Intro or Extro – Which One Are You?

For many years, my husband was talking about extroverted vs. introverted people. For many years, my understanding of his talk was a complete opposite of what he meant…

Have I understood it now? Probably not completely, but some improvement is detectable. 🙂

For all those years, I understood extroverted as a trait of somebody who is open-minded, outgoing, enthusiastic –  a role model for a modern person. However, according to my husband, it is somebody always looking for happiness and satisfaction outside and his mind is rather distracted.

Look at today’s modern world. If you live in a city, think how many unconscious sensual stimuli will be thrown at you at a speed of light just on your way to work. Either you start becoming conscious of them and start filtering and balancing or sooner or later you will be stuck with diagnosis such as hypersensitivity, ADHD, burn out, etc. I don’t intend to underestimate the diagnosis of such modern diseases but we have to realise that a constant overload on external sensual stimuli is a huge stress factor.

You don’t even have to live in a city to observe this. Even in places like ashrams you might have observed people looking at
others during asana classes or trying so hard to fake meditation whilst thinking about the delicious prasad (blessed food) which will be served at the end. If you could observe this, then you are probably also one of them :). But please, no bad conscience. Each of us is on the road, in some sort of process. If we weren’t, we wouldn’t be where we are now. Here.

However, the fact is, that in order to progress on the spiritual path, we need a certain portion of introversion, where we look inward and reassess our progress at every moment.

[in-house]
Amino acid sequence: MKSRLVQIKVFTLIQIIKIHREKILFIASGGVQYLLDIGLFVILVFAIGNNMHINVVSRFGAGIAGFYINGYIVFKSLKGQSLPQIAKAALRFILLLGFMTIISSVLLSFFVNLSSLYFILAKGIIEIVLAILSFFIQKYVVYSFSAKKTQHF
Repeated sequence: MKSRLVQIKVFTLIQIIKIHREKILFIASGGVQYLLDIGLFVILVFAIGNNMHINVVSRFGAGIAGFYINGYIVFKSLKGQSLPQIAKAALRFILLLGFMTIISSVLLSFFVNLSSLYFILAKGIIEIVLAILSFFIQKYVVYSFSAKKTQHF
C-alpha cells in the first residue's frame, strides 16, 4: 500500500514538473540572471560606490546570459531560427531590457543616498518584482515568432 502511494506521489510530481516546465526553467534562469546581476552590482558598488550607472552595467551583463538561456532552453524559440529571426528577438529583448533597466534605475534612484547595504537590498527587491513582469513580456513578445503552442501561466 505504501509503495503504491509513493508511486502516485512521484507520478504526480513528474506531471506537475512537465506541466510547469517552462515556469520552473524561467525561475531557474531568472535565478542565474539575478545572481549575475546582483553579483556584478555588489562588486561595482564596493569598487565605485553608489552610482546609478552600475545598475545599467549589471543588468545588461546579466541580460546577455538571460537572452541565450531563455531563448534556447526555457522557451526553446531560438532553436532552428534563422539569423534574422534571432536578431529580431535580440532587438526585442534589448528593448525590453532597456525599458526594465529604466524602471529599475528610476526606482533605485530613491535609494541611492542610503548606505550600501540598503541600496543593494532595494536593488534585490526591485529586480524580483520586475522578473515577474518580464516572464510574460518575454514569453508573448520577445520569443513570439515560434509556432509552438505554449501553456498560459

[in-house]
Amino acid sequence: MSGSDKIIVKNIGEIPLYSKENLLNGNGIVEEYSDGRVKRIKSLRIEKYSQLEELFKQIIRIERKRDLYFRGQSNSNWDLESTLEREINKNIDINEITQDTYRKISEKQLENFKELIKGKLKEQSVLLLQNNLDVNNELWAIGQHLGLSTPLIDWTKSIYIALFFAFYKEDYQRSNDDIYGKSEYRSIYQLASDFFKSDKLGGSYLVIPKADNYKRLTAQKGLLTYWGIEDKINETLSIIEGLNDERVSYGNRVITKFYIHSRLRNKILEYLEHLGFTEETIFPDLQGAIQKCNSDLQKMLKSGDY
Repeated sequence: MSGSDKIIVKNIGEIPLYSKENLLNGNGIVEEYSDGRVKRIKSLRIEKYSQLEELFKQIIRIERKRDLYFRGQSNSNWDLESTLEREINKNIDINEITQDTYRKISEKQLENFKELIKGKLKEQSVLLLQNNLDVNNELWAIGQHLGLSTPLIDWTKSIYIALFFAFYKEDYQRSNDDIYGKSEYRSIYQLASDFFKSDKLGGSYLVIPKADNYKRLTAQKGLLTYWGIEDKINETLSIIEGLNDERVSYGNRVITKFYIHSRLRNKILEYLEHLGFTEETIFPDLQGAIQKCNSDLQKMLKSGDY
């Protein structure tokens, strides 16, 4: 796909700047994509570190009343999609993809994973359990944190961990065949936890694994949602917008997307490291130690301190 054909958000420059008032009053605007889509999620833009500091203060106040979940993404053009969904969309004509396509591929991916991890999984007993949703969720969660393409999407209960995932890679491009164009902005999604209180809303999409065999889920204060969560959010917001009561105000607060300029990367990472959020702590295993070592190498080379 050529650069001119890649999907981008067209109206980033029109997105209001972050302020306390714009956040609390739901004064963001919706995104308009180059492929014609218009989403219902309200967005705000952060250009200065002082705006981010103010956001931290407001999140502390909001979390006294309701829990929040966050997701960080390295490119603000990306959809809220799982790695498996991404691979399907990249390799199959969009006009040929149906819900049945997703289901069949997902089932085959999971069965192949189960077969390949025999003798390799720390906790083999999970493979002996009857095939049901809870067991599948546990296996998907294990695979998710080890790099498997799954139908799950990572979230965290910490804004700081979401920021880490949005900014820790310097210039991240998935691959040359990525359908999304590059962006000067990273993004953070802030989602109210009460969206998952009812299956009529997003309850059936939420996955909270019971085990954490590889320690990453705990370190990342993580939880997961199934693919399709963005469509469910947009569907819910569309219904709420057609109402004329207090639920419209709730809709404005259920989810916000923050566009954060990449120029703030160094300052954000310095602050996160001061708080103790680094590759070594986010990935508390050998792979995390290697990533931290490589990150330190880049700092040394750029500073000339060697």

The extroverted character is especially threatening in children. When encouraged, they easily fall into the trap of instant gratification. What is this term all about? It is easy. You have a desire and you want it fulfilled NOW, immediately without further effort or waiting.

Have you ever observed the behavioural pattern of people in a queue? A such simple act of waiting has become a torture for many people. Why? Due to the habit of instant gratification overlapping delayed gratification. In modern times, we are so much used to getting all our desires and wishes fulfilled immediately. Do you want a new washing machine? It is just a mouse click away on Amazon. Do you feel like eating pizza tonight? Hop in the car and go buy one. (Talking from my own experience…)  We don’t just want a ceramic cup. The cup has to come in a certain size, red in colour and painted with flowers. If we don’t get it, we become cranky and are ready to blame the store or the sales person for it.

India was a great teacher for me in this regard and in many others also. I remember one time we were trying to get a certain type of curtains for our ashram. I invested months of effort and energy to get the ones I wanted that I finally gave up and bought cheap curtains of colour and pattern which I didn’t like. And you know what happened? Nothing! They still provide shade for the rooms. In India, you don’t get to choose the colour or shape. You are happy if you can get it at all! And I must say that I am truly thankful for this experience. There, when instant gratification happens by chance, you find yourself in a bliss state for days. 🙂

Isn’t this the natural process of life? Don’t I need to bring in the effort and then allow time to carry out the fruits of my actions? Isn’t it self-defeating to expect instant gratification of our wishes? Us as humans, the law of nature, the animals we all do not act at a push of a button.

Practice mindfulness. Practice meditation. Become conscious. These can be the techniques to prolong the time of reactivity and to strengthen your will and motivation for long-term goals. In spirituality, there is no shortcut, only adventure!